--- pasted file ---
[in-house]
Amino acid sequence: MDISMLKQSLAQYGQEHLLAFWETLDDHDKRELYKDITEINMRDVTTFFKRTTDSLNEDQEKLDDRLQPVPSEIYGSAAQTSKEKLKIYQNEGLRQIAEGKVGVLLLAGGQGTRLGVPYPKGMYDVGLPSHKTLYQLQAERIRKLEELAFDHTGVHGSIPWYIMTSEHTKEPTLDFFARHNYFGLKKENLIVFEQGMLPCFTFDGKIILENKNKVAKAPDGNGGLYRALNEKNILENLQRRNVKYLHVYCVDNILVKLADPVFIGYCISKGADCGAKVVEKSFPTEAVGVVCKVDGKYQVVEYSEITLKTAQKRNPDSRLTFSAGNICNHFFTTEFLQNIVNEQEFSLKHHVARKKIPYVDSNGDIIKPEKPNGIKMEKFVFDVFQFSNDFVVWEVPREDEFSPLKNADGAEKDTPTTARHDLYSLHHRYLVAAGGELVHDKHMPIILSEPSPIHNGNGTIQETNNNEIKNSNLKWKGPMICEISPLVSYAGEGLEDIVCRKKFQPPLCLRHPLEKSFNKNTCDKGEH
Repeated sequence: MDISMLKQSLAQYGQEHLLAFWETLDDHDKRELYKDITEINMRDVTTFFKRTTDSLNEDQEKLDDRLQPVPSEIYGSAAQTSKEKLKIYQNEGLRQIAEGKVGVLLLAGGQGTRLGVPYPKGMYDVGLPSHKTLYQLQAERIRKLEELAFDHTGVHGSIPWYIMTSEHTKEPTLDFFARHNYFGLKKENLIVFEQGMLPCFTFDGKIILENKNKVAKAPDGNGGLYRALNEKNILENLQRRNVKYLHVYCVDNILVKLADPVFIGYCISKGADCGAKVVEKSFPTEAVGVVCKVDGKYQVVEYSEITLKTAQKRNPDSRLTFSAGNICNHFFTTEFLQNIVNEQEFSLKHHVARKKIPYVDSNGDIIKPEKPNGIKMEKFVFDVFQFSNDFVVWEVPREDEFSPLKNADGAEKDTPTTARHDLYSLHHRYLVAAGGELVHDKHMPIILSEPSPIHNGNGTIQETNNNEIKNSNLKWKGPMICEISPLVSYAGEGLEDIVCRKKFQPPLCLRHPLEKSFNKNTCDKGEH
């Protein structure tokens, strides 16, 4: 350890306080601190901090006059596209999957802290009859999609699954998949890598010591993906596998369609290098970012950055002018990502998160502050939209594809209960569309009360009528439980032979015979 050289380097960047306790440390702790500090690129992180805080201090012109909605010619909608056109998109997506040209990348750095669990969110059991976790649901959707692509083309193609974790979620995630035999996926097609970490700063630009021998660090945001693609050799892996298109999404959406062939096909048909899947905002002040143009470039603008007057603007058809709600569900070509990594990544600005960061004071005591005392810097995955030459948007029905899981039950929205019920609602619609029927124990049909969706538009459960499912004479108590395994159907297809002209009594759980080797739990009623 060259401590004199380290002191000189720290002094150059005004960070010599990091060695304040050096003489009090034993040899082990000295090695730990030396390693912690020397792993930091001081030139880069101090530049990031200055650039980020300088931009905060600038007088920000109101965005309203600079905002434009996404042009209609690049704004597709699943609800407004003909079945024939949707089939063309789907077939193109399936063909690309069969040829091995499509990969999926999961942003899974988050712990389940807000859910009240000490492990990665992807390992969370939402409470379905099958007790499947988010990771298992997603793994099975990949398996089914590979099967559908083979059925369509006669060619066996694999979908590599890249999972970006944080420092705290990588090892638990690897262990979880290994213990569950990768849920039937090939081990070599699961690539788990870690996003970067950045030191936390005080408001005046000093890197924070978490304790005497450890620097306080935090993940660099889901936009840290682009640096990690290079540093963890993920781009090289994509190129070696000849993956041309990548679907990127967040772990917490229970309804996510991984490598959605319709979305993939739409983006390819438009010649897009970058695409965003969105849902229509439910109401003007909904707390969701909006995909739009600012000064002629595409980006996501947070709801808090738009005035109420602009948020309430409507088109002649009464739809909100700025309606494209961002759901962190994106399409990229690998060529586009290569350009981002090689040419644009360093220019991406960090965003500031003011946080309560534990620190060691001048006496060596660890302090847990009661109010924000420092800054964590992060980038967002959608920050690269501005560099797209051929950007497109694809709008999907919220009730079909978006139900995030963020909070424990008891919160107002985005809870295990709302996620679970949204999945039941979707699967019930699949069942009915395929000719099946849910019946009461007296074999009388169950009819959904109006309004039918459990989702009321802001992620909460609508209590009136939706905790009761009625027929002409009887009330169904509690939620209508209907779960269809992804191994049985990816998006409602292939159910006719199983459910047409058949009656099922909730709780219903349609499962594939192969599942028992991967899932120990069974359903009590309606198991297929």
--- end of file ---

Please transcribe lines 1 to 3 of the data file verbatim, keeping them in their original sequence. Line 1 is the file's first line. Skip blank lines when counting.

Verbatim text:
[in-house]
Amino acid sequence: MDISMLKQSLAQYGQEHLLAFWETLDDHDKRELYKDITEINMRDVTTFFKRTTDSLNEDQEKLDDRLQPVPSEIYGSAAQTSKEKLKIYQNEGLRQIAEGKVGVLLLAGGQGTRLGVPYPKGMYDVGLPSHKTLYQLQAERIRKLEELAFDHTGVHGSIPWYIMTSEHTKEPTLDFFARHNYFGLKKENLIVFEQGMLPCFTFDGKIILENKNKVAKAPDGNGGLYRALNEKNILENLQRRNVKYLHVYCVDNILVKLADPVFIGYCISKGADCGAKVVEKSFPTEAVGVVCKVDGKYQVVEYSEITLKTAQKRNPDSRLTFSAGNICNHFFTTEFLQNIVNEQEFSLKHHVARKKIPYVDSNGDIIKPEKPNGIKMEKFVFDVFQFSNDFVVWEVPREDEFSPLKNADGAEKDTPTTARHDLYSLHHRYLVAAGGELVHDKHMPIILSEPSPIHNGNGTIQETNNNEIKNSNLKWKGPMICEISPLVSYAGEGLEDIVCRKKFQPPLCLRHPLEKSFNKNTCDKGEH
Repeated sequence: MDISMLKQSLAQYGQEHLLAFWETLDDHDKRELYKDITEINMRDVTTFFKRTTDSLNEDQEKLDDRLQPVPSEIYGSAAQTSKEKLKIYQNEGLRQIAEGKVGVLLLAGGQGTRLGVPYPKGMYDVGLPSHKTLYQLQAERIRKLEELAFDHTGVHGSIPWYIMTSEHTKEPTLDFFARHNYFGLKKENLIVFEQGMLPCFTFDGKIILENKNKVAKAPDGNGGLYRALNEKNILENLQRRNVKYLHVYCVDNILVKLADPVFIGYCISKGADCGAKVVEKSFPTEAVGVVCKVDGKYQVVEYSEITLKTAQKRNPDSRLTFSAGNICNHFFTTEFLQNIVNEQEFSLKHHVARKKIPYVDSNGDIIKPEKPNGIKMEKFVFDVFQFSNDFVVWEVPREDEFSPLKNADGAEKDTPTTARHDLYSLHHRYLVAAGGELVHDKHMPIILSEPSPIHNGNGTIQETNNNEIKNSNLKWKGPMICEISPLVSYAGEGLEDIVCRKKFQPPLCLRHPLEKSFNKNTCDKGEH